caused such payments to be scrutinized," he said.
Although the money must be
forfeited, under terms of the deal Lloyds will not presently be prosecuted
because it accepted responsibility and has vowed to abide by the U.S. laws.
After two years the U.S. will forego prosecution and formally drop the criminal

No. it is not a joke…if you receive an email that you haven’t requested from somebody that knows somebody that has a cousin of a friend of somebody that may have some link to an organization that may have some sympathy for some lunatic that may have been related to some terrorist activity, because the data of that email will be stored for a year and somebody needs to justify the existence of his/her job in order for a politician to justify that the legislation that he/she put forward was not a complete stupidity and a waste of government’s money (yes, our money), your communications will be investigated and you will be put in lists that will your life a little more difficult, but if you are the manager of a huge bank that authorizes the commission of a crime involving people that the law of some countries have certified have some links to at-least terrorist-friendly groups, then you don’t go to jail; your bank has only to pay a fine, for which it can use money that the government just gave to it to keep your job secure, government money that, yes, as you imagine, comes from the same taxpayer that is being investigated for receiving and unwanted email from somebody that knows somebody….

Wednesday, January 07, 2009

Twitter: security that leaves you twitchy

There have been several reports of the hacking of several Twitter accounts belonging to some famous people. Britney Spears' one was left with a message saying "Hi Yall. Brit Brit here, just wanted to update you all on the size of my vagina. It's four feet tall and has razor sharp teeth;" CNN newsreader Rick Sanchez had a post saying that he was high on crack and not going to work; and the Fox News Twitter site had a new post simply claiming newsreader Bill O'Riley was gay. The hackers even gained control of the First Twitter to-be and posted a message on President-elect Obama’s site asking readers to click onto a new website to do an Obama survey.
The hack originated in a hacker known as GMZ, who was able to use an automatic password generator (Twitter allows unlimited attempts to log on) to enter into a profile of a staff member called Crystal. The hacker thought that the account belonged to somebody famous but then it found that the employee (whose password was Happiness) had access to all profiles and passwords, so he changed the passwords to the 33 accounts and provided them to members of hacking forum Digital Gangster, who infiltrated the websites.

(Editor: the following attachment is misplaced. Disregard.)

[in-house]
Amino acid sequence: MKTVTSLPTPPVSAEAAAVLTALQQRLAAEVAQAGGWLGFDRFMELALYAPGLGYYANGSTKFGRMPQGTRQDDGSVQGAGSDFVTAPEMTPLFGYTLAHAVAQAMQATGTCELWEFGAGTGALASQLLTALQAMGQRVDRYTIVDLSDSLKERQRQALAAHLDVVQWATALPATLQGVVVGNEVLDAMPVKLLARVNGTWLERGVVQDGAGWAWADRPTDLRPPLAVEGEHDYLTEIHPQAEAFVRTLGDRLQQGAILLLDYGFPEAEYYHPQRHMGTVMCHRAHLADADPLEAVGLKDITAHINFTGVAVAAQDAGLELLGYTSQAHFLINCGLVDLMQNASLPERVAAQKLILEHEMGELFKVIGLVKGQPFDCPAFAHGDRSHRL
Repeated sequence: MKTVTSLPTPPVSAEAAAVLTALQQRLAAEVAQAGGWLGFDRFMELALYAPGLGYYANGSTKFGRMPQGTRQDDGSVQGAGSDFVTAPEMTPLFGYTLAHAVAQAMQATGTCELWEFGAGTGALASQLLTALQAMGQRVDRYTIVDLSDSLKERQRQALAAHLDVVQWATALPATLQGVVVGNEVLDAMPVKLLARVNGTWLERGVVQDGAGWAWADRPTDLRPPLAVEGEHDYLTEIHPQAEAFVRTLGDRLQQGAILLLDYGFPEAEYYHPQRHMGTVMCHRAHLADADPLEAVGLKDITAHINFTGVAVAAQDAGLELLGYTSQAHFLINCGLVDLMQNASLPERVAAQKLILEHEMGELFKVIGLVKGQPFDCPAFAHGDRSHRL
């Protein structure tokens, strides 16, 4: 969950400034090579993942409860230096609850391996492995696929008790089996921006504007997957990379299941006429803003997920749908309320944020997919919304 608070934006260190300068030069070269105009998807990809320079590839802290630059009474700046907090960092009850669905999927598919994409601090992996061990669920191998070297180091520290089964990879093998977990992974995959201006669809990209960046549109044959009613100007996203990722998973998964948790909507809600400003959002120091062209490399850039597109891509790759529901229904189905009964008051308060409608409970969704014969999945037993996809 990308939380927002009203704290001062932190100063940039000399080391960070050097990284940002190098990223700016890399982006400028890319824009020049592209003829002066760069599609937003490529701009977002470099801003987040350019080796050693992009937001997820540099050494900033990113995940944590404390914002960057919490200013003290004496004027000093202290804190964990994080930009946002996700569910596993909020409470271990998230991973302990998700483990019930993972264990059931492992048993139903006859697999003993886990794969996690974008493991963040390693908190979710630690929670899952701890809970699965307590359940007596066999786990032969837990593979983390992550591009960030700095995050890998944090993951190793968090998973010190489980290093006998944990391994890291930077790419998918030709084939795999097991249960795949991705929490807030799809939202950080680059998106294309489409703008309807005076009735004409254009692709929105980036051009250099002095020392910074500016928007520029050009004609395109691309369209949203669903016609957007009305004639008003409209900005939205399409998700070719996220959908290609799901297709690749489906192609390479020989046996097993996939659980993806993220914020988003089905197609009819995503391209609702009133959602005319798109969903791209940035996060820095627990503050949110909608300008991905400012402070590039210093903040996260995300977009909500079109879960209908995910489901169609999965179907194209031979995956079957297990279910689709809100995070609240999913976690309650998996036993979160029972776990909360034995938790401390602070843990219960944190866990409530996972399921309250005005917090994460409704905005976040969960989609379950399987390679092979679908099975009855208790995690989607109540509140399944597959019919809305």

While not real damage was done, the issue could have been more serious and is not to be taken lightly if we take into account that Twitter was hit recently was a phishing scam too, especially if we observe that there could be several routes making Twitter liable in case of damages…the problem for Twitter is that it seems to not be following some basic forms of security, now standard in the market, that would make difficult for them to claim that they are using reasonable care and skills in the provision of their service. Somebody may quickly argue that following the language of s. 13 of the English Supply of Goods and Services Act 1982 is not correct because the company is not located in England and, if it were, the user does not provide consideration to have a contract with Twitter. However, and leaving the issue of jurisdiction appart (but remembering LICRA v. Yahoo!), if courts decide to find liability (I have always suggested that more times than not, courts decide whatever they want and then they make up the arguments to justify it), they could find that the effort required to set up Twitter represents enough consideration as the court find that inhaling the smoke of the smoke ball was enough consideration in Carlill v Carbolic Small Ball Co (1892). Even courts don’t find consideration, such a lack of care (not allowing unlimited attempts for a password and requesting members of staff with access to all accounts to have very strong passwords are very common/basic security measures that an IT company must follow) would probably attract some form of liability in negligence, what is what should start happening if IT companies are treated as the rest of mortals…

Tuesday, January 06, 2009

Seeking views from software developers…

Thomas Otter, one of the good guys and one that knows “a bit” about the confluence of IT and law, is surveying the understanding that software developers have about basic legal concepts in order to gear up the completion of his PhD. So, software developers of all countries, unite! (and give a hand to Thomas by clicking here and filling the survey...)